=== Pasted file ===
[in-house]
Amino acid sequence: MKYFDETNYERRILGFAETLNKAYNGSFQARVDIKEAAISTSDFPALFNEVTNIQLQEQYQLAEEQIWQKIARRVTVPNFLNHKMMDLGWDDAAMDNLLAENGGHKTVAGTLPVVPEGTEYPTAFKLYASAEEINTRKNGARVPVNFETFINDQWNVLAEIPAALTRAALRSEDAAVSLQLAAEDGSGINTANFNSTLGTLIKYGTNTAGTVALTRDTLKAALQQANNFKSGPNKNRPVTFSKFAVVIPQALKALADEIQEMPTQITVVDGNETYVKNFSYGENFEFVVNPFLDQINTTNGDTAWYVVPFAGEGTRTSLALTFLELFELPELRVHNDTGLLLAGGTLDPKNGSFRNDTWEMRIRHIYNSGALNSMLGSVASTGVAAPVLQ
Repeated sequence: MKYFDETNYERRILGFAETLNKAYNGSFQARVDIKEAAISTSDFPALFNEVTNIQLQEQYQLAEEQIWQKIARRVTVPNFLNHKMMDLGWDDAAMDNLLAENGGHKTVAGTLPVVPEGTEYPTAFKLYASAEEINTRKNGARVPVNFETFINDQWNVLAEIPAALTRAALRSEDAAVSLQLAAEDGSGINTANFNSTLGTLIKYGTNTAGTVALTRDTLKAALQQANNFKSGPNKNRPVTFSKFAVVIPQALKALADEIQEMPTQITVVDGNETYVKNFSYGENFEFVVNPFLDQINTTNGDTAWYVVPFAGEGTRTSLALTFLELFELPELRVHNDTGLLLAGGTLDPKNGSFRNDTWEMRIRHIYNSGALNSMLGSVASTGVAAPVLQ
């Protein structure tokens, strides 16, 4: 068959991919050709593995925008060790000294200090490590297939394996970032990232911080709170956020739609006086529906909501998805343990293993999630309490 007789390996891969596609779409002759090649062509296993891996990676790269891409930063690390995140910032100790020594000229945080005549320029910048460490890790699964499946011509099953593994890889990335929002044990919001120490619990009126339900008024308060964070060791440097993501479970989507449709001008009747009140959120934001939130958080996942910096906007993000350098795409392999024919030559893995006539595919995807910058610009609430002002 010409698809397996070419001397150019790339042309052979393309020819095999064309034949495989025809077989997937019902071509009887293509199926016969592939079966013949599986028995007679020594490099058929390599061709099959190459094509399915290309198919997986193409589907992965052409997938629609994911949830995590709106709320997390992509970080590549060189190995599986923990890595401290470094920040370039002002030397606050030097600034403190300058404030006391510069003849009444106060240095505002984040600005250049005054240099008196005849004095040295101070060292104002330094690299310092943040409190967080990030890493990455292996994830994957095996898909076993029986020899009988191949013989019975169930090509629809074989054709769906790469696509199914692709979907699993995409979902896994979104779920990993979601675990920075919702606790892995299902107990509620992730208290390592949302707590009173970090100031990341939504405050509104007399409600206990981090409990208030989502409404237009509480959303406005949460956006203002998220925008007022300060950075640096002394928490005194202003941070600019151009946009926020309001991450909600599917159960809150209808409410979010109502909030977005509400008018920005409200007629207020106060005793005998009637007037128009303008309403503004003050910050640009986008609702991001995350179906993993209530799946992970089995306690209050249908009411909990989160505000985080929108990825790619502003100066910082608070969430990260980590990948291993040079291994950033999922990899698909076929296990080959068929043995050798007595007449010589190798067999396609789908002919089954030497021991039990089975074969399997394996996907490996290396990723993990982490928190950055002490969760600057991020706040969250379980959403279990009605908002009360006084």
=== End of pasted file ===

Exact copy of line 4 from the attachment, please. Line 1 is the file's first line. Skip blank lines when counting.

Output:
């Protein structure tokens, strides 16, 4: 068959991919050709593995925008060790000294200090490590297939394996970032990232911080709170956020739609006086529906909501998805343990293993999630309490 007789390996891969596609779409002759090649062509296993891996990676790269891409930063690390995140910032100790020594000229945080005549320029910048460490890790699964499946011509099953593994890889990335929002044990919001120490619990009126339900008024308060964070060791440097993501479970989507449709001008009747009140959120934001939130958080996942910096906007993000350098795409392999024919030559893995006539595919995807910058610009609430002002 010409698809397996070419001397150019790339042309052979393309020819095999064309034949495989025809077989997937019902071509009887293509199926016969592939079966013949599986028995007679020594490099058929390599061709099959190459094509399915290309198919997986193409589907992965052409997938629609994911949830995590709106709320997390992509970080590549060189190995599986923990890595401290470094920040370039002002030397606050030097600034403190300058404030006391510069003849009444106060240095505002984040600005250049005054240099008196005849004095040295101070060292104002330094690299310092943040409190967080990030890493990455292996994830994957095996898909076993029986020899009988191949013989019975169930090509629809074989054709769906790469696509199914692709979907699993995409979902896994979104779920990993979601675990920075919702606790892995299902107990509620992730208290390592949302707590009173970090100031990341939504405050509104007399409600206990981090409990208030989502409404237009509480959303406005949460956006203002998220925008007022300060950075640096002394928490005194202003941070600019151009946009926020309001991450909600599917159960809150209808409410979010109502909030977005509400008018920005409200007629207020106060005793005998009637007037128009303008309403503004003050910050640009986008609702991001995350179906993993209530799946992970089995306690209050249908009411909990989160505000985080929108990825790619502003100066910082608070969430990260980590990948291993040079291994950033999922990899698909076929296990080959068929043995050798007595007449010589190798067999396609789908002919089954030497021991039990089975074969399997394996996907490996290396990723993990982490928190950055002490969760600057991020706040969250379980959403279990009605908002009360006084």